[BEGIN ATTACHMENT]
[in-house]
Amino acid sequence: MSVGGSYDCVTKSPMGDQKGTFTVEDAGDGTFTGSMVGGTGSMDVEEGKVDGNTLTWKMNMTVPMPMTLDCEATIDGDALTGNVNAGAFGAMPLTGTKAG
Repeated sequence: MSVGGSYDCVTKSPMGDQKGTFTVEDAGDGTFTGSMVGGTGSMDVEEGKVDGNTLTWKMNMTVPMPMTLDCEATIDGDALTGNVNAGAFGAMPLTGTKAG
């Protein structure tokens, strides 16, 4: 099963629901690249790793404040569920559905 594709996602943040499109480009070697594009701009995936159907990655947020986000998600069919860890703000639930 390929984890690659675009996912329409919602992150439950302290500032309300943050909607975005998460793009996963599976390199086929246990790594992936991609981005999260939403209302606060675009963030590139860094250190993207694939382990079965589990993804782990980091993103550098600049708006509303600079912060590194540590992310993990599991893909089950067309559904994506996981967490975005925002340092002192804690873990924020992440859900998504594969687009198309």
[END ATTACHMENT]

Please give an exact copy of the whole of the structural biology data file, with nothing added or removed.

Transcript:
[in-house]
Amino acid sequence: MSVGGSYDCVTKSPMGDQKGTFTVEDAGDGTFTGSMVGGTGSMDVEEGKVDGNTLTWKMNMTVPMPMTLDCEATIDGDALTGNVNAGAFGAMPLTGTKAG
Repeated sequence: MSVGGSYDCVTKSPMGDQKGTFTVEDAGDGTFTGSMVGGTGSMDVEEGKVDGNTLTWKMNMTVPMPMTLDCEATIDGDALTGNVNAGAFGAMPLTGTKAG
């Protein structure tokens, strides 16, 4: 099963629901690249790793404040569920559905 594709996602943040499109480009070697594009701009995936159907990655947020986000998600069919860890703000639930 390929984890690659675009996912329409919602992150439950302290500032309300943050909607975005998460793009996963599976390199086929246990790594992936991609981005999260939403209302606060675009963030590139860094250190993207694939382990079965589990993804782990980091993103550098600049708006509303600079912060590194540590992310993990599991893909089950067309559904994506996981967490975005925002340092002192804690873990924020992440859900998504594969687009198309």